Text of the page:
After COVID Spike, New Rules In Mexico City
This week, officials in the capital of Mexico announced that a rise in coronavirus infections has necessitated limited opening hours for local casinos. These new restrictions will also affect gyms and restaurants. According to the mayor of Mexico City, this new rule is intended to be only temporary, lasting for just fifteen days. However, as lockdowns around the world have demonstrated, these rules often are extended far beyond their initially suggested date.
A Recent Announcement From Mexico City Mayor
In a public statement from Claudia Sheinbaum Pardo, the Mayor of Mexico City, it was announced that gyms, restaurants, and casinos in Mexico’s capital will need to limit their opening hours for the next 15 days. According to Mayor Sheinbaum Pardo, casinos will need to close to visitors beginning at 10pm.
In addition, guests to casinos will need to wear face coverings. Bars located within casinos will need to close when casinos do, and the number of people allowed into events held at hotels (which are often integrated with casinos) will be capped to just 10 guests when in enclosed venues, and just 25 guests at outdoor events.
In her announcement, Mayor Sheinbaum Pardo reiterated that concerts and large public gatherings are still no longer allowed in Mexico’s capital city. Similarly, sports events including games, conventions, and conferences, remain inaccessible to the viewing public — a tough pill to swallow for Mexico City’s many enthusiastic sports fans.
Decision Comes Following Spike In COVID-19 Cases
This difficult decision from Mexico’s mayor followed an alarming increase in recorded cases of the novel coronavirus in Mexico City. According to reports, it has not just been an increased number of new positive cases of COVID-19, but a spike in patients with such severe cases of the respiratory virus that they have needed to be hospitalized.
Following Federal Government’s Lenience, Mexico City Branches Off
Just a few weeks ago, Mexico City began undertaking its own coronavirus testing measures independent of the country’s federal testing. This decision was made because city officials believed that the federal government was insufficiently handling the virus, specifically in regards to testing.
Now, several weeks later, it’s likely that the recorded spike in infections has been traced in large part due to the tireless efforts of Mexico City’s government to contain the dangerous virus. Since the onset of the pandemic, Mexico’s federal leadership has resisted taking a national approach, leaving it instead to local officials to decide how to proceed.
Casinos Reopened In Parts of Mexico In August
Mexico City has taken a conservative and cautious approach to COVID-19, with casinos reopening to limited visitors and with strict safety regulations in mid-October. By contrast and due to the hands-off approach of Mexico’s federal government, several municipalities in the country gave casinos the green light to reopen as early as August.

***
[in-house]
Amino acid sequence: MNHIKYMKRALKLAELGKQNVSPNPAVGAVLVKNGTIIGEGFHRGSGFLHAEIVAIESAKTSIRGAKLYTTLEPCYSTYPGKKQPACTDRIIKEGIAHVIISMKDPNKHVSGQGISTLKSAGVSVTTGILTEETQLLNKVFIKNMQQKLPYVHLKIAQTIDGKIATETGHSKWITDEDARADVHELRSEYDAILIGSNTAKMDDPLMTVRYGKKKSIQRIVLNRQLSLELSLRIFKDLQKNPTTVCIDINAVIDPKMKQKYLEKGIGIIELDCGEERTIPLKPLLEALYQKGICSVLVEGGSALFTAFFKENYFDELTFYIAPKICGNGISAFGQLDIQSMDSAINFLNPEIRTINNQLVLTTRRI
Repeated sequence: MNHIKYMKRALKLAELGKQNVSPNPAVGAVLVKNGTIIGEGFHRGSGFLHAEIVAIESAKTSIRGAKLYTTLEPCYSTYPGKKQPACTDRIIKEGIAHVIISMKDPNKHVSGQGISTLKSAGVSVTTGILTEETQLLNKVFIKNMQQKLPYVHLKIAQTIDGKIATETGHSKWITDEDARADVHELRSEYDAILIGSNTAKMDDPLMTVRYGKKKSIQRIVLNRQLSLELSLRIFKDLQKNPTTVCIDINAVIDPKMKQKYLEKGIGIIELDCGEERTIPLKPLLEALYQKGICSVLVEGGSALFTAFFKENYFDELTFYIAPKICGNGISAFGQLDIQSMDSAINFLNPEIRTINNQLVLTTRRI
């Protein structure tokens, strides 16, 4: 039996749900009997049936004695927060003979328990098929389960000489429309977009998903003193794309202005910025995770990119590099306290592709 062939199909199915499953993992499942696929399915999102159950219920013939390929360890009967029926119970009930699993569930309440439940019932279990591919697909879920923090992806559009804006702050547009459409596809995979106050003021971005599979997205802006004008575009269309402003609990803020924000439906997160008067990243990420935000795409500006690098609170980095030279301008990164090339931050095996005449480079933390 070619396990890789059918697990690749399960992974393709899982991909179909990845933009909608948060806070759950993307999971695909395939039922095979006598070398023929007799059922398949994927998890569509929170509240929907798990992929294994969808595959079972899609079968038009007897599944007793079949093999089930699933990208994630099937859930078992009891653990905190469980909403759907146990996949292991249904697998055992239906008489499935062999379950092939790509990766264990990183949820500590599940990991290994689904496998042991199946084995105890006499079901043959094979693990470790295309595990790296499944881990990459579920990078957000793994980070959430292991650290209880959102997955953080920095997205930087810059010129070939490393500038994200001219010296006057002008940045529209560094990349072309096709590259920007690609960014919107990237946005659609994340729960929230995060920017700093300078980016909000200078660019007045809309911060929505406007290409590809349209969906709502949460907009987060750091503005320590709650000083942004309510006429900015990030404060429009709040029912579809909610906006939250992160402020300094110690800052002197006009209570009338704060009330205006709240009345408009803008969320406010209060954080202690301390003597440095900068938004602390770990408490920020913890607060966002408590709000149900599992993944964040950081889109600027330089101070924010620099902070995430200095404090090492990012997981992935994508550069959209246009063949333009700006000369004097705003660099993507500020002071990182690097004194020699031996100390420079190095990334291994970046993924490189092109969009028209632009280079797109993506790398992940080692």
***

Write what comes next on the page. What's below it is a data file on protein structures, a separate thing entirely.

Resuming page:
At that time, close to 90 casinos nationwide had reopened for business, though reports demonstrated that these locations had not yet received the limited federal clearance that was necessary in order to formally resume operations. Instead, these locations had been given permission from local municipalities, indicating miscommunication.
Casinos Only Recently Reopened
To add insult to injury, Mayor Sheinbaum Pardo’s latest statement comes just a few weeks after the city’s government allowed casinos to finally reopen after months of forced closures. In late October, casinos in Mexico City were given the green light to resume limited operations after COVID-19 cases had sufficiently fallen in the region.
By way of explanation for this decision, Mayor Sheinbaum Pardo explained that casinos, as well as bowling alleys and betting shops, in Mexico City were being given permission to reopen not because the virus had been vanquished from the city, but because of financial necessity. Otherwise, many businesses would have to shutter, and many jobs lost.
Even Then, Rules For Reopening
At the time, casinos were told that they could only allow in 30% of their typical operating capacity, meaning, for example, if a casino could usually hold 100 guests at a time, they were now able to host just 30. This is somewhat stricter than in other regions, as many other casinos have opted for more like 50%.
Then, too, Mexico City’s government maintained that employees and guests alike visiting casinos would need to wear protective face coverings. Players would only be able to stay in each betting shop or casino for an hour at a time, and mandatory cleaning measures would be regularly enforced to sanitize gambling machines.
An Unwelcome Rise In COVID Cases in Latin America
As the world reaches its ninth consecutive month of pandemic precautions, Latin America continues to be hard-hit by the novel respiratory virus. By late October, Argentina had passed more than 1 million documented cases of COVID-19 since the pandemic began, and — according to press coverage — Mexico was expected soon to follow this grim milestone.
By mid-October, Mexico had seen an alarming rise in documented COVID-19 infections: in just one week, documented coronavirus infections rose in more than 25% of the country’s municipalities. Unlike in countries in Europe, Mexico remains in something like a consistent first wave of pandemic infections, as the case numbers have never tapered off.